Another three weeks of lockdown was last night confirmed for the UK which is said to be some two weeks behind hard hit Italy in the coronavirus pandemic. That country is now slowly loosening some restrictions (bookshops and children’s clothing stores may reopen; lockdown otherwise continues into May). But there were glimmers of the start of a slow return to auto production in the news this week.

Volkswagen detailed a “step by step” resumption of passenger car production starting with Zwickau and Bratislava from 20 April and other German, Portugal, Spain, Russia, South Africa, North and South America plants from 27 April. May would see production resumed in South Africa, Argentina, Brazil and Mexico. Short time working would continue at plants in Germany but the number of employees affected would be successively reduced in line with the resumption of production. Production would be resumed in line with the current availability of parts, government requirements in Germany and Europe, the development of sales markets and the resulting modes of operation of the plants. Irrespective of these developments, compliance with the stringent health protection measures for employees will be top priority. Components operations had already started to resume production at plants in Brunswick and Kassel from 6 April, followed by plants in Salzgitter, Chemnitz and Hanover, as well as the Polish plants, from 14 April, to safeguard component supplies for vehicle production in China. Ironically, we have heard reports of industry-wide issues in China with the supply of parts from outside the country which may well explain VW’s ‘parts first’ move.

Our daily update of COVID-19 news and comment continues, of course, but so do our analysis articles. This week, we took a look at how the virus might affect future Kia models. Will the expected sharp fall in Q1 profit delay its relentless roll out of ever more cars and SUVs? To an extent, yes, although that has already happened due to many factories being offline. The US and European downturns are now severe but fortunately South Korea and China are on the up, so planned vehicle programmes will probably continue, albeit delayed in some cases.

Auto companies are rising to the challenge of building vital medical and PPE supplies in the fight against COVID-19. The world is facing a severe shortage of medical equipment as it tackles the novel coronavirus. Existing suppliers only turn out a fraction of the supply needed to combat the virus, so the world is turning to existing large-scale manufacturers to make up the deficit. As our parent GlobalData has noted previously, automotive companies – especially component suppliers – are well placed to pivot to producing medical supplies.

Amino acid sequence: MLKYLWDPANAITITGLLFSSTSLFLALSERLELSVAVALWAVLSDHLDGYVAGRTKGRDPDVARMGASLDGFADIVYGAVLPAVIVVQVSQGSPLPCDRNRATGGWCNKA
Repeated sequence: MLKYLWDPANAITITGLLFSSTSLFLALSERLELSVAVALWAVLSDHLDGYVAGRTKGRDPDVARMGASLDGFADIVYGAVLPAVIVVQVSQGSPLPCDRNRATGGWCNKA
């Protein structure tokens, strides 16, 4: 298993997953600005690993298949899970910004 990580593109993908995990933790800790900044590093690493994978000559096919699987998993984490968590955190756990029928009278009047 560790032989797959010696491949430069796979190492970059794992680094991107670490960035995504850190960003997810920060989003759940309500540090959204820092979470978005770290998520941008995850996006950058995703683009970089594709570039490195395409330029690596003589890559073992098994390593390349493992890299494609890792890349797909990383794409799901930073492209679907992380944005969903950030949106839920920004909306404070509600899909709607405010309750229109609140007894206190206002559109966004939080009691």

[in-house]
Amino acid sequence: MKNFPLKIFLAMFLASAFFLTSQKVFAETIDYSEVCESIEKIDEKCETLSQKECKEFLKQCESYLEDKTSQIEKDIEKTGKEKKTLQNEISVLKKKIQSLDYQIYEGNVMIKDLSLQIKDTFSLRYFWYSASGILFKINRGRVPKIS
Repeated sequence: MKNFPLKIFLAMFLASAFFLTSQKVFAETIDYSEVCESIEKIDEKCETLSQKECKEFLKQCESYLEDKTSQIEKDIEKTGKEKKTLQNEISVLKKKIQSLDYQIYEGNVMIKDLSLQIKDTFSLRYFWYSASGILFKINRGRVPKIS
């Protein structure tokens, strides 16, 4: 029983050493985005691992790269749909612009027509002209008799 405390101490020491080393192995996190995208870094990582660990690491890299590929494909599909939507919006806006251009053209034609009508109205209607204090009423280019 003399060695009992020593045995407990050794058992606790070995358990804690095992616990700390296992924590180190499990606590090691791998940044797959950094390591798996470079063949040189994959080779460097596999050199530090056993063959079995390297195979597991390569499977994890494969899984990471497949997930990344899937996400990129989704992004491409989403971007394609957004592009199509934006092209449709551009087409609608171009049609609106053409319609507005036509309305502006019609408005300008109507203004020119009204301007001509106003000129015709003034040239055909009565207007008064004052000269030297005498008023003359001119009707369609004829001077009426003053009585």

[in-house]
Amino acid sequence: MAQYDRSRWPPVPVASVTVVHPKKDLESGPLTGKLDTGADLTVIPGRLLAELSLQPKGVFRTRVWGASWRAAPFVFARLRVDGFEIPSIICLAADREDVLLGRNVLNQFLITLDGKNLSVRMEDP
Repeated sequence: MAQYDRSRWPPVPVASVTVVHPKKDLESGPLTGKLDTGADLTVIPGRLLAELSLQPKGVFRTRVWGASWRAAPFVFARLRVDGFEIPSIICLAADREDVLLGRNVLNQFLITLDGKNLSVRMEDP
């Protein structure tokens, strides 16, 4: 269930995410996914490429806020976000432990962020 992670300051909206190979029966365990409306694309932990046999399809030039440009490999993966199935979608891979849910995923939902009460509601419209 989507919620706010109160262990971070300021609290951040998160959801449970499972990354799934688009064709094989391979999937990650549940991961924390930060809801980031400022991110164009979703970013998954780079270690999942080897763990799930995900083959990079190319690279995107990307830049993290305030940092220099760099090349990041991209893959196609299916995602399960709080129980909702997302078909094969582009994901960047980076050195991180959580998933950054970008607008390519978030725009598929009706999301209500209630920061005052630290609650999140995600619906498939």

Our Man in Brazil checked in with first quarter results. Responsible for 4.5% of Brazil’s GNP, the auto industry is one of the economy’s most vulnerable sectors in this Covid-19 epidemic. There were two very distinct halves to March. Following the two first weeks of healthy activity in the domestic market and robust, 9% growth for the year, the steady slowdown of retail trade and auto factories in the second half cut almost 90% of the sector’s activity. Social isolation measures led to the closing of 67 auto manufacturing plants countrywide. A date to gradually resume retail trade and industry work in the state of Sao Paulo was set for 22 April but chances are high this won’t happen [Toyota Motor has since said it was suspending vehicle production at its Brazil plants until at least 22 June, joining General Motors which also expects to resume production in the same month]. In all of March, cars and light commercials plunge fell 21% year on year for production, registrations and exports compared to 18% for registrations and exports and 7% for production in February. It is so serious a situation that neither Anfavea nor dealers’ representative Fenabrave (NADA equivalent in US) will make any prediction for the full year now. Sector specialised consultancies talk of a minimum 33% plunge in sales of light and heavy vehicles sales depending on government action, the resulting financial situation and buyer confidence. Some consultants say above 40%.